# Cross Entropy

## An Information Theory Perspective

It is very similar to entropy, if we think entropy as the lowest expectation of the encoding length, Cross entropy deals with two different sets of probability distributions. The optimal encoding scheme for the two distributions should be different to reach the lowest expectation of the encoding length. If we use the encoding scheme for one distribution but the random variable follows the other probability distribution, cross entropy measures the expectation of the encoding length in this case.

If one probability distribution is $p$ and the encoding is optimized for distribution $q$, the cross entropy can be written as the following.

H(p,q)=-\operatorname {E}_ {p}[\log q]

## Loss Function

Cross entropy is usually used as a loss function for classification tasks. Minimizing the cross entropy is actually maximizing the likelihood. We can consider the target $y$ of each training sample is a drawn from a different Bernoulli distribution. The likelihood for a sample to occur can be expressed as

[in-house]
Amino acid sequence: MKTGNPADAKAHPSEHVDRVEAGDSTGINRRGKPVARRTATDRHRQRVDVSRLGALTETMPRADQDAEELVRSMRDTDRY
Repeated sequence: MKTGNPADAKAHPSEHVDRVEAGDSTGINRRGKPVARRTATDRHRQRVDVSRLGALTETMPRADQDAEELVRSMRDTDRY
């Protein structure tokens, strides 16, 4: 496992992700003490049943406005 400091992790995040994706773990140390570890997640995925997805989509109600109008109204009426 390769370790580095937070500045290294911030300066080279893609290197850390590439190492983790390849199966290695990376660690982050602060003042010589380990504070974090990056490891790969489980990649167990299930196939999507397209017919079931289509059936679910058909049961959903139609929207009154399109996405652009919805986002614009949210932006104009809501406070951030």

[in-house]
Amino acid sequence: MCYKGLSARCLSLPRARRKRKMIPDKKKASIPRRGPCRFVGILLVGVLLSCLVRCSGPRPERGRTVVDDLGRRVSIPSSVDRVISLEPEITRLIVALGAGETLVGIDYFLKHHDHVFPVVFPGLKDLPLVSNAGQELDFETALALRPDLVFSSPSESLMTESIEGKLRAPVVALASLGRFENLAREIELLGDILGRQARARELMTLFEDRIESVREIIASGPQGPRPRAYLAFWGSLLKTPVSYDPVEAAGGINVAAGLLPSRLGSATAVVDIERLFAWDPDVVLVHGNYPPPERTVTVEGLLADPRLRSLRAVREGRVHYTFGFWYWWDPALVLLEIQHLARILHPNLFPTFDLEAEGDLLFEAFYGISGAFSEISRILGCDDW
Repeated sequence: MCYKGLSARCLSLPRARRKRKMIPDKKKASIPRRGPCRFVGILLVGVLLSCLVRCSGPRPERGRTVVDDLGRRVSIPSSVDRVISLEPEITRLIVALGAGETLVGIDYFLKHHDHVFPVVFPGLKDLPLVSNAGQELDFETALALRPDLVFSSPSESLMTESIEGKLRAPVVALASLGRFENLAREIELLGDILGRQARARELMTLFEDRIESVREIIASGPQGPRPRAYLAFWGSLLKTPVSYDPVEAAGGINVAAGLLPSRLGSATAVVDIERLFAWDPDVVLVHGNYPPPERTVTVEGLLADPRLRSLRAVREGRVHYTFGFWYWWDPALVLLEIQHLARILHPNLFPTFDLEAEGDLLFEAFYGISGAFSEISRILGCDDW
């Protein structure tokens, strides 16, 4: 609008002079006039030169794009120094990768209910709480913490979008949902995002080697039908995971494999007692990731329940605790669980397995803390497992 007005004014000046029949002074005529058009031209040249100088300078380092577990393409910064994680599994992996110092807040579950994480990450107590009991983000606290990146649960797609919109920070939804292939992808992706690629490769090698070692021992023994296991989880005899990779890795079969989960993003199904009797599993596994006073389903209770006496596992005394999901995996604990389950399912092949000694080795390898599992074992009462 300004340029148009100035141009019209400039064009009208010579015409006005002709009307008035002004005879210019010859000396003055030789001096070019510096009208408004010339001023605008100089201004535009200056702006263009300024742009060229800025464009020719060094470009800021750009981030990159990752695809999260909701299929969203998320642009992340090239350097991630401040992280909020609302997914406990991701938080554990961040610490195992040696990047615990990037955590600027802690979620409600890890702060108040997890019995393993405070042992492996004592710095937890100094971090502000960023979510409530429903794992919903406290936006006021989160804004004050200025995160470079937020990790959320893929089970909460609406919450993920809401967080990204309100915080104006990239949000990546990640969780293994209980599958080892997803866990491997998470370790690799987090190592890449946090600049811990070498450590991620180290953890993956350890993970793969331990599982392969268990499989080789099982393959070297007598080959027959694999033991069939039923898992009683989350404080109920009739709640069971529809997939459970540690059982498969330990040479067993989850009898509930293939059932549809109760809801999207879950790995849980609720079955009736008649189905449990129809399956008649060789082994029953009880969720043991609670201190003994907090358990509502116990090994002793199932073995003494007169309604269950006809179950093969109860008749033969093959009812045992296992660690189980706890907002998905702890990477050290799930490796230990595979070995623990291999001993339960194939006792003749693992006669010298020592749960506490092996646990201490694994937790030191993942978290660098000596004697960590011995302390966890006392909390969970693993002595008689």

f(y;p)=p^{y}(1-p)^{1-y}\quad {\text{for }}y\in \{0,1\},

where $p$ is the probability for $y=1$. The overall likelihood for all samples is as follows.

\prod_{i=1}^{m} f(y^{(i)};p^{(i)})

Therefore, the loss function is:

\max_\theta \prod_{i=1}^{m} f(y^{(i)};p^{(i)})\\ \max_\theta \prod_{i=1}^{m} \bigg [{p^{(i)}}^{y^{(i)}}(1-{p^{(i)}})^{1-y^{(i)}}\bigg ]

It is the same as maximize its averaged log form, which is also called the log-likelihood.

\max_\theta \quad\frac{1}{m}\log(\prod_{i=1}^{m} \bigg [{p^{(i)}}^{y^{(i)}}(1-{p^{(i)}})^{1-y^{(i)}}\bigg ])\\ \max_\theta \frac{1}{m}\sum_{i=1}^{m}\bigg [y^{(i)}\log p^{(i)} + (1-y^{(i)})\log(1-p^{(i)})\bigg ]

It is the same as minimizing the negative of the above function.

\min_\theta -\frac{1}{m}\sum_{i=1}^{m}\bigg [y^{(i)}\log p^{(i)} + (1-y^{(i)})\log(1-p^{(i)})\bigg ]

Now, we have the exact same form for the cross entropy for classification loss.